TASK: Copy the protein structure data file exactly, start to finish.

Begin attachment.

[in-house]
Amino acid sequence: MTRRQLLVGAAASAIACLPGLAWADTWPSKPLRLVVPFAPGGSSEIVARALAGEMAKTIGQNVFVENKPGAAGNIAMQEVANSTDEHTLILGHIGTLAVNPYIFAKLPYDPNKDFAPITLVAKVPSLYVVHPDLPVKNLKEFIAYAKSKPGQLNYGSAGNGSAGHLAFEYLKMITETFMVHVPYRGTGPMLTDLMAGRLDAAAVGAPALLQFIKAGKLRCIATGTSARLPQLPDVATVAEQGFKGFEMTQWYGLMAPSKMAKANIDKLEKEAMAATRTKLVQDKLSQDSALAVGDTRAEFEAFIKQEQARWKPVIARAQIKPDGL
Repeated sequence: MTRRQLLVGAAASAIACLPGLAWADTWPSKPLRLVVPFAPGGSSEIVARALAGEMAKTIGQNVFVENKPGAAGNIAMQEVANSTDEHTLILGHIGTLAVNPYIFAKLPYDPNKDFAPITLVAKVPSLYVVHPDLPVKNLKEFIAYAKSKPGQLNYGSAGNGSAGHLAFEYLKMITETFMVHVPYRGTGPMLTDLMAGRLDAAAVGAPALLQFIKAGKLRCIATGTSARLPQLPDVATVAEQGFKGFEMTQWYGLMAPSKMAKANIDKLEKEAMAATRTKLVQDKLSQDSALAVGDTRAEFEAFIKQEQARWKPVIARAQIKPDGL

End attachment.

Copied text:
[in-house]
Amino acid sequence: MTRRQLLVGAAASAIACLPGLAWADTWPSKPLRLVVPFAPGGSSEIVARALAGEMAKTIGQNVFVENKPGAAGNIAMQEVANSTDEHTLILGHIGTLAVNPYIFAKLPYDPNKDFAPITLVAKVPSLYVVHPDLPVKNLKEFIAYAKSKPGQLNYGSAGNGSAGHLAFEYLKMITETFMVHVPYRGTGPMLTDLMAGRLDAAAVGAPALLQFIKAGKLRCIATGTSARLPQLPDVATVAEQGFKGFEMTQWYGLMAPSKMAKANIDKLEKEAMAATRTKLVQDKLSQDSALAVGDTRAEFEAFIKQEQARWKPVIARAQIKPDGL
Repeated sequence: MTRRQLLVGAAASAIACLPGLAWADTWPSKPLRLVVPFAPGGSSEIVARALAGEMAKTIGQNVFVENKPGAAGNIAMQEVANSTDEHTLILGHIGTLAVNPYIFAKLPYDPNKDFAPITLVAKVPSLYVVHPDLPVKNLKEFIAYAKSKPGQLNYGSAGNGSAGHLAFEYLKMITETFMVHVPYRGTGPMLTDLMAGRLDAAAVGAPALLQFIKAGKLRCIATGTSARLPQLPDVATVAEQGFKGFEMTQWYGLMAPSKMAKANIDKLEKEAMAATRTKLVQDKLSQDSALAVGDTRAEFEAFIKQEQARWKPVIARAQIKPDGL